- Online RN to MSN Programs in Nurse-Midwifery are generally for registered nurses who would like to earn their BSN and MSN with a concentration in nurse-midwifery together through one accelerated program. While some RN to MSN programs only accept applicants who hold an Associate Degree in Nursing (ADN) from an accredited institution, other programs admit candidates who hold either an ADN or a diploma in nursing. RN to MSN programs in nurse-midwifery generally require 100 to 130 credits to graduate, and take between 24 and 36 months to complete, depending on whether they are full-time or part-time.
- Online Post-MSN Certificate Programs in Nurse-Midwifery are suitable for individuals who have already earned their MSN in a field other than nurse-midwifery, and who wish to gain training and certification as a CNM. Post-MSN CNM certificate programs generally require 25 to 38 credits to graduate, and take 12 to 15 months to complete.
- Online BSN to DNP CNM Programs are designed for BSN-prepared registered nurses who want to pursue a DNP without first completing a separate MSN program. These programs offer RNs the most direct path to earning a DNP, and typically involve the completion of 65 to 95 credits. Full-time BSN to DNP CNM programs generally take three to four years to complete, while part-time programs may take up to six years. Students should note that while these programs contain both MSN and DNP-level coursework, not all programs confer both degrees. Some only culminate in a DNP.
- Online Post-Master’s to DNP CNM Programs are for master’s-educated nurses who want to pursue both a DNP and APRN certification in the specialty area of nurse-midwifery. These programs are essentially the combination of a post-MSN DNP program and a post-master’s CNM certificate program, and generally take one to two years to complete. There are several different types of MSN to DNP CNM programs available to students. MSN to DNP CNM new specialty programs are designed for those who possess a master’s degree in a non-APRN nursing field (such as nurse administration or nursing education), and want to earn APRN certification in conjunction with their DNP program. MSN to DNP CNM second specialty programs are for APRNs who want to earn a DNP along with a second APRN certification in nurse-midwifery.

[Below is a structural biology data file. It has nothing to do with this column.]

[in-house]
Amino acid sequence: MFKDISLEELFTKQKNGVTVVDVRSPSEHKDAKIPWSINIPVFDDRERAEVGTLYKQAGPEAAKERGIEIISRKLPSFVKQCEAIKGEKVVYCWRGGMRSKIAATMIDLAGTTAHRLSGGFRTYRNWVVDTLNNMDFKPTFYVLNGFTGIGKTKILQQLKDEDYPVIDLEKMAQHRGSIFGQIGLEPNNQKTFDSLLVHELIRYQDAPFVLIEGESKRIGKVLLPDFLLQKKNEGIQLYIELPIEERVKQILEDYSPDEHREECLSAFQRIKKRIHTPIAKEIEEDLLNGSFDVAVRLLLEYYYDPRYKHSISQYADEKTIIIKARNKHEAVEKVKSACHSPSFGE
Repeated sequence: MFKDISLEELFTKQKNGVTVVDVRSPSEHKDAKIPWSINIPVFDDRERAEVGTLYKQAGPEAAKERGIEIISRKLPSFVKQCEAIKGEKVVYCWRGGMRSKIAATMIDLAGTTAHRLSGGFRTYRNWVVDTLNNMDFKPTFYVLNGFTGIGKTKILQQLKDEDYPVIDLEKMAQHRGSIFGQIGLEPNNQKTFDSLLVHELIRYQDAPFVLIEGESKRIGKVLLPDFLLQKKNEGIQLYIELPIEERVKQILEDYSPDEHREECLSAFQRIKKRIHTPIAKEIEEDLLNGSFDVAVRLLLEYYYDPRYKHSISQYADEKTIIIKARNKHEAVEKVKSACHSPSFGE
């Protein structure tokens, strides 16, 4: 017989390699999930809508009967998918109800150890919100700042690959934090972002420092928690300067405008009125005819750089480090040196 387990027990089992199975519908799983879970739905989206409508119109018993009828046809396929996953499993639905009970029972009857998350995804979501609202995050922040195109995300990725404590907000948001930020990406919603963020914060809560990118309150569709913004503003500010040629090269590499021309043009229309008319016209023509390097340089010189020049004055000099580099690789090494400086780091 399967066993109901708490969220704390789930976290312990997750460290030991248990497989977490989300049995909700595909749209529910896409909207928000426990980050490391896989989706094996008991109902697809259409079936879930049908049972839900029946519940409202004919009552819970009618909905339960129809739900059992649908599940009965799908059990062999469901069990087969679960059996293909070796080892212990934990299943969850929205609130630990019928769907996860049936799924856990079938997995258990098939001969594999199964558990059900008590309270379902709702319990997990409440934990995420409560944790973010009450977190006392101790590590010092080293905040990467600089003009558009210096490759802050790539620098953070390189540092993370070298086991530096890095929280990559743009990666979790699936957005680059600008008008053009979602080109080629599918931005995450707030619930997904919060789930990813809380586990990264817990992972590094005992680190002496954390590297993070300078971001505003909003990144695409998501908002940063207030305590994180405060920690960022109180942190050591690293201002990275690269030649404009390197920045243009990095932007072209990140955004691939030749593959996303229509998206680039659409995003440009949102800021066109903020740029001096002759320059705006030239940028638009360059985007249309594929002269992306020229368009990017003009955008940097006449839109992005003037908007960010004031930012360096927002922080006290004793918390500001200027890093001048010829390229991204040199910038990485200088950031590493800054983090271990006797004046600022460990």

Admissions Criteria for Accredited Nurse-Midwifery Programs
All accredited online nurse-midwifery programs require that candidates are registered nurses with an active license in their state of residence. The level of academic preparation that applicants must complete prior to applying depends on the type of program(s) they are considering; for example, BSN to MSN programs in nurse-midwifery typically require that applicants hold a BSN, while post-MSN programs mandate that candidates have an MSN or higher graduate degree.
Other admission requirements may include a minimum undergraduate GPA, the completion of certain college courses, and one or more years of professional nursing experience. For more information on the admission requirements for online nurse-midwifery programs, prospective students should contact admissions advisors at the programs that interest them.